DoorDash (NASDAQ:DASH), the San Francisco-based food delivery app, has exceeded expectations in the third quarter, showcasing a substantial growth in orders and revenue. The company credited its success to a diverse range of stores and quicker service options, which have been attracting customers in both the U.S. and international markets.
In the period spanning from July to September, DoorDash saw its total orders increase by an impressive 24%, reaching a total of 543 million orders, a significant rise compared to the same period the previous year. This figure surpassed the Wall Street forecast of 521 million orders, according to analysts surveyed by FactSet. Additionally, DoorDash reported revenue growth of 27%, reaching $2.16 billion, outperforming the expected $2.09 billion projected by analysts.
Following this upbeat performance, DoorDash’s shares experienced a surge of over 7.5% in after-hours trading. The company attributes this success to a substantial increase in its monthly active users, particularly in September, with strong demand originating from both domestic and international markets. Furthermore, the frequency of orders has also seen a noticeable uptick compared to the second quarter.
DoorDash CEO Tony Xu, in a conference call with investors, recognized that, despite potential concerns about high inflation and economic uncertainty, there remains a long-term trend towards greater convenience in food delivery services. He emphasized that people tend to prioritize convenience when it comes to frequent activities like dining. In a week, individuals typically eat 20 to 25 times, making DoorDash a convenient solution for their needs.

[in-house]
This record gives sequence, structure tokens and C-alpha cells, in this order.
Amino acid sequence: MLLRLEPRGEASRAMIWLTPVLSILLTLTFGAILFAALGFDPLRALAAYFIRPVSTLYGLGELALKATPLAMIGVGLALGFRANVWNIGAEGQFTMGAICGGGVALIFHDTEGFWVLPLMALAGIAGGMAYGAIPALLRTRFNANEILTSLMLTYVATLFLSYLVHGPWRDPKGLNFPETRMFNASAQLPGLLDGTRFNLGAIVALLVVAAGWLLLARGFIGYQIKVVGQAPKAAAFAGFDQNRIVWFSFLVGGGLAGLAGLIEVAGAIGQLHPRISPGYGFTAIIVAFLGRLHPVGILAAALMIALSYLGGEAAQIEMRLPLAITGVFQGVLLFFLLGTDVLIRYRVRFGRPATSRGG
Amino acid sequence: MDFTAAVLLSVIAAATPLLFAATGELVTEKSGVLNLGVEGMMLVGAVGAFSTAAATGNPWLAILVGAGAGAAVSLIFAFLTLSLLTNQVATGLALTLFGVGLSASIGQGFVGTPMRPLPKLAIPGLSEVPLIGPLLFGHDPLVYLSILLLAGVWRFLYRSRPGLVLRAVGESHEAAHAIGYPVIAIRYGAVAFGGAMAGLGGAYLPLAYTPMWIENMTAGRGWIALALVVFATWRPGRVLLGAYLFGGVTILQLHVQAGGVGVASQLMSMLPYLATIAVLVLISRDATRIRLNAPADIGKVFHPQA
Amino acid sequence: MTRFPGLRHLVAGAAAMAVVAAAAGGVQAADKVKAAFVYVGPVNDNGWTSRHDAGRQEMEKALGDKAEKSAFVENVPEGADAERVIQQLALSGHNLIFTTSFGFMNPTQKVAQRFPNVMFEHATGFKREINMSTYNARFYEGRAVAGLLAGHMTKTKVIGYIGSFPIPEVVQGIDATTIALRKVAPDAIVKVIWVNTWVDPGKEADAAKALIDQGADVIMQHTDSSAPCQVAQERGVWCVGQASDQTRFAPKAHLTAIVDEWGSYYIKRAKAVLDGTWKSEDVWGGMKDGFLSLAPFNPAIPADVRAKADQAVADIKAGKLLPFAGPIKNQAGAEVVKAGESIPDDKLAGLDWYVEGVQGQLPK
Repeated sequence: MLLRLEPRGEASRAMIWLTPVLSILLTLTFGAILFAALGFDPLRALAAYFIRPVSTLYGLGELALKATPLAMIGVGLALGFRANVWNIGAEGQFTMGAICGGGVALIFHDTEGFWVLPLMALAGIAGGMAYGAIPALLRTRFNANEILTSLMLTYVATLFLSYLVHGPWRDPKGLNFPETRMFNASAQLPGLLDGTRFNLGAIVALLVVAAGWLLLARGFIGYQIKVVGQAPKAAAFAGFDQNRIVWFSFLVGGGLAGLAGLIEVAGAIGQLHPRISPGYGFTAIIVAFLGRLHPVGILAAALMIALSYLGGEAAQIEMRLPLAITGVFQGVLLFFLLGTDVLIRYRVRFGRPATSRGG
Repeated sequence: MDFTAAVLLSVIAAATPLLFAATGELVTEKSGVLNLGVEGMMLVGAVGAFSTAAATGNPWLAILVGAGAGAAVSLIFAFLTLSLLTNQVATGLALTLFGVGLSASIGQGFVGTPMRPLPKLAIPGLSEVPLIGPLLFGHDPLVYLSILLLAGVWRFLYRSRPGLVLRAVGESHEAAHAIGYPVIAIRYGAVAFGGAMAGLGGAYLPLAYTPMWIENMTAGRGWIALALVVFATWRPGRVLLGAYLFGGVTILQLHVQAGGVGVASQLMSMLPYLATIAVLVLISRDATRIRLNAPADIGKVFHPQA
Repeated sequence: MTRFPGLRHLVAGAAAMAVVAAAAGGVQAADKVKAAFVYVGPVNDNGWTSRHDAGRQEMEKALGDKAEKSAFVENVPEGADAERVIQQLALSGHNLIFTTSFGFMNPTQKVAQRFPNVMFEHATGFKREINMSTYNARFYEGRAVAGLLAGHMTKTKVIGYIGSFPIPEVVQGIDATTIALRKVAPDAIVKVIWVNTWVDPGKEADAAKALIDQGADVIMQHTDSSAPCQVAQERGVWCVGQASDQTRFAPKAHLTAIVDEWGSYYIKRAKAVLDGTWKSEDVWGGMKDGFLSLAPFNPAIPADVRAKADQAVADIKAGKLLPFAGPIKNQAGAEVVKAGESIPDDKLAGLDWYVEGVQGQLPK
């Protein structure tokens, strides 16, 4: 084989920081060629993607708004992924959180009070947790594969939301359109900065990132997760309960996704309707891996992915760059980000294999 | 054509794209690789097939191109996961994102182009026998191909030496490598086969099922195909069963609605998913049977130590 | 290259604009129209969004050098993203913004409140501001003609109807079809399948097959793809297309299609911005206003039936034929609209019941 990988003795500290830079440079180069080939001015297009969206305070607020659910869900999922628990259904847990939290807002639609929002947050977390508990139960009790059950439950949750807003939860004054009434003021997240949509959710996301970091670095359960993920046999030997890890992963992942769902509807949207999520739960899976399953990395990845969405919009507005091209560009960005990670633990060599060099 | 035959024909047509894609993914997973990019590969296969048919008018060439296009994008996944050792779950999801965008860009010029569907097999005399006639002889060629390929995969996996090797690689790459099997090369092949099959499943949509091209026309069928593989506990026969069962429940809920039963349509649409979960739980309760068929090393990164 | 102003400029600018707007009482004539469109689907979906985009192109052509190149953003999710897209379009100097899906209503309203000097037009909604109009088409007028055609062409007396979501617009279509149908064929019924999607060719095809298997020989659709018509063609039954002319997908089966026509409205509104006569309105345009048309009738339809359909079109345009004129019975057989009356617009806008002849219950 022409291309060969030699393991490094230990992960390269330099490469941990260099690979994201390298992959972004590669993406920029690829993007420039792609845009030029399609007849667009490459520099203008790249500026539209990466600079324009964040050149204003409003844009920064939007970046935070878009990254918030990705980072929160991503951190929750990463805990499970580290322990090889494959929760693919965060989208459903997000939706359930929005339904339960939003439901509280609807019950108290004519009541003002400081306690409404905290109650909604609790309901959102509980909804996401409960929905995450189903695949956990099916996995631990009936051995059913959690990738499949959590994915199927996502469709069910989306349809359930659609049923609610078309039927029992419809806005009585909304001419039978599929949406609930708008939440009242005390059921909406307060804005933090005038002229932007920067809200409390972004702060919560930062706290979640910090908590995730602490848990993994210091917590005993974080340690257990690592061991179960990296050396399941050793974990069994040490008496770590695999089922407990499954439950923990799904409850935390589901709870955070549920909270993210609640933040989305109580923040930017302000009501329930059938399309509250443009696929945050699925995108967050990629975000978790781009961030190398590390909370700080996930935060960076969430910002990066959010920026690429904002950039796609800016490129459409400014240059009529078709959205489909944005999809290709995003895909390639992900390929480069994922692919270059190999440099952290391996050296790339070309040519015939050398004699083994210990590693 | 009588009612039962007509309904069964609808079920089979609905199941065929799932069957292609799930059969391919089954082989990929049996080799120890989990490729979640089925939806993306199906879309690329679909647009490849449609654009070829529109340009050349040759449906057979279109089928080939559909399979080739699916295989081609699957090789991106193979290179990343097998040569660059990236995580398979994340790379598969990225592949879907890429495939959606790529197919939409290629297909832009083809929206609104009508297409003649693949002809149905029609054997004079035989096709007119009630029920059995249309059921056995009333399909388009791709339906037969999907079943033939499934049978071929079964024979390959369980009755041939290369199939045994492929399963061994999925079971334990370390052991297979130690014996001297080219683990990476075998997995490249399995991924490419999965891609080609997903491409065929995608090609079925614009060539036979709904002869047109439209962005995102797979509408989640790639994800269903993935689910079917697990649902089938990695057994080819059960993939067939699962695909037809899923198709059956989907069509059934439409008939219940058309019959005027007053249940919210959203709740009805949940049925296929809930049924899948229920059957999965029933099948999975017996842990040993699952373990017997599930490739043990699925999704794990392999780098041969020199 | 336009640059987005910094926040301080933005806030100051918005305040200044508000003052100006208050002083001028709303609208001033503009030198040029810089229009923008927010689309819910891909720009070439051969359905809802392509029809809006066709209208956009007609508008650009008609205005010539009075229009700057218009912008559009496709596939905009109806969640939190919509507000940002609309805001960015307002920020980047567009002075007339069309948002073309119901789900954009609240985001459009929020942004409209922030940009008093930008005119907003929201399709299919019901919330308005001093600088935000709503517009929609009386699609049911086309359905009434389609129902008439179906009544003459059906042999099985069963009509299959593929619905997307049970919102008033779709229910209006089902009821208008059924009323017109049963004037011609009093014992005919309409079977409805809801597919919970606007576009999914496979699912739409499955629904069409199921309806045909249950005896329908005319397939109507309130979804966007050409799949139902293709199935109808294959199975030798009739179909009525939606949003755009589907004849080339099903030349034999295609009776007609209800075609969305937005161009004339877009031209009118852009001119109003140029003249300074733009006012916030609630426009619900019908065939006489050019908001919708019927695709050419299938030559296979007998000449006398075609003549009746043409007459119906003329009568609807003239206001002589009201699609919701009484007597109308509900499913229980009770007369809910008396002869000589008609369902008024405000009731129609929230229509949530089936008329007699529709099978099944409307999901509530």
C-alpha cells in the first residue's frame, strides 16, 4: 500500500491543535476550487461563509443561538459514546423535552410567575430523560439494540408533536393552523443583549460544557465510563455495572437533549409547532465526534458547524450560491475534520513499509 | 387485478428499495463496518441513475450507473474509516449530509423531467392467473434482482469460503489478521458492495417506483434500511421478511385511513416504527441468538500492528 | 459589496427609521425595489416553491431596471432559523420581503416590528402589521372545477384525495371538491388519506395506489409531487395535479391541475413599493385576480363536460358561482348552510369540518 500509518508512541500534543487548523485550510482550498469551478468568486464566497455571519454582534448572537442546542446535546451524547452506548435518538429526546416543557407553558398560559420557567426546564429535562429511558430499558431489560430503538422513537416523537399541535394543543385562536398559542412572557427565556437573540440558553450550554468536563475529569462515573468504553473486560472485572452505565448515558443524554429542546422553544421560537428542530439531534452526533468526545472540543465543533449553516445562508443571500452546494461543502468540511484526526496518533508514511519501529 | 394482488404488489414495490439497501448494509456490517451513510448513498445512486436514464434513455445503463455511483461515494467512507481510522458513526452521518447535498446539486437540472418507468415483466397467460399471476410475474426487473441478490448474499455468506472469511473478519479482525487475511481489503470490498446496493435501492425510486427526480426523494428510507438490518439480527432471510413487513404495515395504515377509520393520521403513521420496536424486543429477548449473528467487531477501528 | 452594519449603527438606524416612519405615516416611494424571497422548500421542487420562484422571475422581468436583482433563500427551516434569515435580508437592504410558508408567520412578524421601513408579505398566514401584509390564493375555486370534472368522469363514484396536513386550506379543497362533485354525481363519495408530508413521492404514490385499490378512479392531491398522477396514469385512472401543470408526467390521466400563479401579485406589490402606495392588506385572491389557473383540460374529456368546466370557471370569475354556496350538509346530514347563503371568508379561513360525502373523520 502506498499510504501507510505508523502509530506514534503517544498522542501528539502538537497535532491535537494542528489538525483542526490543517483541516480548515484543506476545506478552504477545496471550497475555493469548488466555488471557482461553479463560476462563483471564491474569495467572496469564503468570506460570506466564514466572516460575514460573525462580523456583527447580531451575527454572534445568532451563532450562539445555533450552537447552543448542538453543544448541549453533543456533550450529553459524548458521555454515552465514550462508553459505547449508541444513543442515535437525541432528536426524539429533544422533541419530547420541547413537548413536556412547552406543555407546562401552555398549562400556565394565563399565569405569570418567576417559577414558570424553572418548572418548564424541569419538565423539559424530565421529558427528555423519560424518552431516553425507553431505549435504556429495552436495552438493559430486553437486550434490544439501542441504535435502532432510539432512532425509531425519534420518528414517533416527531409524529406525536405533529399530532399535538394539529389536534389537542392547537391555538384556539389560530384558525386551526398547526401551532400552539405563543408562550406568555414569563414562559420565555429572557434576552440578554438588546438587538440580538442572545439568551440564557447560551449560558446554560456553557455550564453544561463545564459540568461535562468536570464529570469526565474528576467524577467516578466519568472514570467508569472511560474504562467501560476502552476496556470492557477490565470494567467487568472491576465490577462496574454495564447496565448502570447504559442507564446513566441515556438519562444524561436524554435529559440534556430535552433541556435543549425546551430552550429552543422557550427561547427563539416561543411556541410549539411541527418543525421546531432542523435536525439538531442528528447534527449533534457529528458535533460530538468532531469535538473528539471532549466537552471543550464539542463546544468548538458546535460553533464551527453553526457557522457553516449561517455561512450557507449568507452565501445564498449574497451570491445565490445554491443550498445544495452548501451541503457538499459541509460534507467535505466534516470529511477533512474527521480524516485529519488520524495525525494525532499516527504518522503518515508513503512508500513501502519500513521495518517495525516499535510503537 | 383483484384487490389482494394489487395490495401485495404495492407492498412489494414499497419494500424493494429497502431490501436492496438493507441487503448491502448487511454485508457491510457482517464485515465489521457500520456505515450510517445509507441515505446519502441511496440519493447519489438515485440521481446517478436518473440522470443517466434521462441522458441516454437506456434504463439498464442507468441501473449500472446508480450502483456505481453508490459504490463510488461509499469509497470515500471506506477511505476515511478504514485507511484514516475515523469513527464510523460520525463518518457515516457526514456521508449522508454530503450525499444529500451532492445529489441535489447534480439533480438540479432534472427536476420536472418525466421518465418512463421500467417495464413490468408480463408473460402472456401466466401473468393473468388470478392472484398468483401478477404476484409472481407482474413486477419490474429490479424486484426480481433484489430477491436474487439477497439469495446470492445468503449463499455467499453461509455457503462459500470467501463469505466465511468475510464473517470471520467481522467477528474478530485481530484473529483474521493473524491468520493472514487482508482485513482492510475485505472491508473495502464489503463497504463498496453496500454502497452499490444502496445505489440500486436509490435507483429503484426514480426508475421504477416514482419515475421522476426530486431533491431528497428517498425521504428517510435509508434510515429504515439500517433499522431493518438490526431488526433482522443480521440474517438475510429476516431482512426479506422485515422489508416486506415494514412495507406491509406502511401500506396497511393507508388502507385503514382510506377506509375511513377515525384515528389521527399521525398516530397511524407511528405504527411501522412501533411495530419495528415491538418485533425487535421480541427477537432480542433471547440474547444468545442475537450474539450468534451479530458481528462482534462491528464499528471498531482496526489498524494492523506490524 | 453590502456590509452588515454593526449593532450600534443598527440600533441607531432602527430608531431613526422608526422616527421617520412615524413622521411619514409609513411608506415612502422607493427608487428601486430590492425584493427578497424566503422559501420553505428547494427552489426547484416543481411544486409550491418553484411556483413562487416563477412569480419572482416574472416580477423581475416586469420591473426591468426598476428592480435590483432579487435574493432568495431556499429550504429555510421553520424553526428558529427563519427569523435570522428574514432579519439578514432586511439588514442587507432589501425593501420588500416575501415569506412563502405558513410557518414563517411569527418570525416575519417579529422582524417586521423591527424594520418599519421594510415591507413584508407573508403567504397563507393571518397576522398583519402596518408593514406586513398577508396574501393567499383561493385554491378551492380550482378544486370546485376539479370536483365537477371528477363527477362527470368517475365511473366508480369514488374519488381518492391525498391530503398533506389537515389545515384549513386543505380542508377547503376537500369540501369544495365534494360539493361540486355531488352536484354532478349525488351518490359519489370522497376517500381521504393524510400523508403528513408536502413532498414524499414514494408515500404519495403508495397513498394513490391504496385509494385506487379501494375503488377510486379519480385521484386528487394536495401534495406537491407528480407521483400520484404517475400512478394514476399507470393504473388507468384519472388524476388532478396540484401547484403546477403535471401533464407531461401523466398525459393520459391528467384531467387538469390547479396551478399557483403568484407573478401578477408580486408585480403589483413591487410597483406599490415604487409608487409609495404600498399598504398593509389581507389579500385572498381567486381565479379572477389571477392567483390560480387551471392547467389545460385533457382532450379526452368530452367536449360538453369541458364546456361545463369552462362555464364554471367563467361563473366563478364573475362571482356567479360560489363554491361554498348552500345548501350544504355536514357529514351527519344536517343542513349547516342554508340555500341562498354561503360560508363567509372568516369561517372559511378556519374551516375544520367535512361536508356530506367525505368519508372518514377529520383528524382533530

DoorDash is also diversifying its offerings beyond traditional restaurants. The company expanded into the grocery delivery sector in 2020 and introduced convenience store delivery in 2021. Currently, it facilitates delivery from 100,000 non-restaurant stores in the U.S., a substantial increase from just two years ago.
Despite its remarkable growth, DoorDash remains a small player in the broader food and retail industry, especially in the 27 international markets where it is still a relatively new entrant. DoorDash expanded its international reach by acquiring Finnish delivery service provider Wolt Enterprises in 2021, extending its presence to countries such as Germany, Sweden, and Israel. Xu noted, “We’re way closer towards the third inning than the ninth inning. We have a lot more work to do in terms of making improvements to the product.”
In the context of policy developments, Xu criticized an initiative in New York seeking to establish a minimum wage of nearly $18 per hour for delivery drivers. This measure has faced legal challenges from DoorDash, Uber, and other companies. Xu argued that this law would result in higher prices and reduced demand, ultimately hurting restaurants and other businesses. He pointed out that 90% of DoorDash drivers work for the platform less than 10 hours per week and rely on it as a supplementary source of income.
In terms of financial performance, DoorDash reported a net loss of $73 million in the third quarter, a significant improvement from the $295 million loss in the same period the previous year. The company attributed this improvement to efficiency gains and disciplined cost management. It’s worth noting that DoorDash had also laid off approximately 1,250 workers late in the previous year. The reported loss of 19 cents per share was better than the expected 40-cent loss predicted by Wall Street.
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